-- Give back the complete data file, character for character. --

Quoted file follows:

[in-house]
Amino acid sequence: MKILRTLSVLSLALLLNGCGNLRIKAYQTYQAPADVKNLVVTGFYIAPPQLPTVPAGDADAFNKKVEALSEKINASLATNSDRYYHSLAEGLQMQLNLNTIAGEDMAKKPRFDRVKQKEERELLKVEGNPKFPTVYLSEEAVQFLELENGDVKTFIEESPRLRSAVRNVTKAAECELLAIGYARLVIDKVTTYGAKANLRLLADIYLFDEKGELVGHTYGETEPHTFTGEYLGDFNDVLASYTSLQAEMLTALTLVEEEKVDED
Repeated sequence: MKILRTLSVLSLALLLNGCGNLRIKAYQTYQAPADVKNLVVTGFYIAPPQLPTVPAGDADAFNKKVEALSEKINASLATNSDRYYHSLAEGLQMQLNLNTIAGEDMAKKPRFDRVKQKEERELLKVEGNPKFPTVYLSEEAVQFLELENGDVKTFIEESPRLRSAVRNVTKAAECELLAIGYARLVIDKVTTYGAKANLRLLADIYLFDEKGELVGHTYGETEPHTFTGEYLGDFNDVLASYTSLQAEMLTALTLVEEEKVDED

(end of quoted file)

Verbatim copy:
[in-house]
Amino acid sequence: MKILRTLSVLSLALLLNGCGNLRIKAYQTYQAPADVKNLVVTGFYIAPPQLPTVPAGDADAFNKKVEALSEKINASLATNSDRYYHSLAEGLQMQLNLNTIAGEDMAKKPRFDRVKQKEERELLKVEGNPKFPTVYLSEEAVQFLELENGDVKTFIEESPRLRSAVRNVTKAAECELLAIGYARLVIDKVTTYGAKANLRLLADIYLFDEKGELVGHTYGETEPHTFTGEYLGDFNDVLASYTSLQAEMLTALTLVEEEKVDED
Repeated sequence: MKILRTLSVLSLALLLNGCGNLRIKAYQTYQAPADVKNLVVTGFYIAPPQLPTVPAGDADAFNKKVEALSEKINASLATNSDRYYHSLAEGLQMQLNLNTIAGEDMAKKPRFDRVKQKEERELLKVEGNPKFPTVYLSEEAVQFLELENGDVKTFIEESPRLRSAVRNVTKAAECELLAIGYARLVIDKVTTYGAKANLRLLADIYLFDEKGELVGHTYGETEPHTFTGEYLGDFNDVLASYTSLQAEMLTALTLVEEEKVDED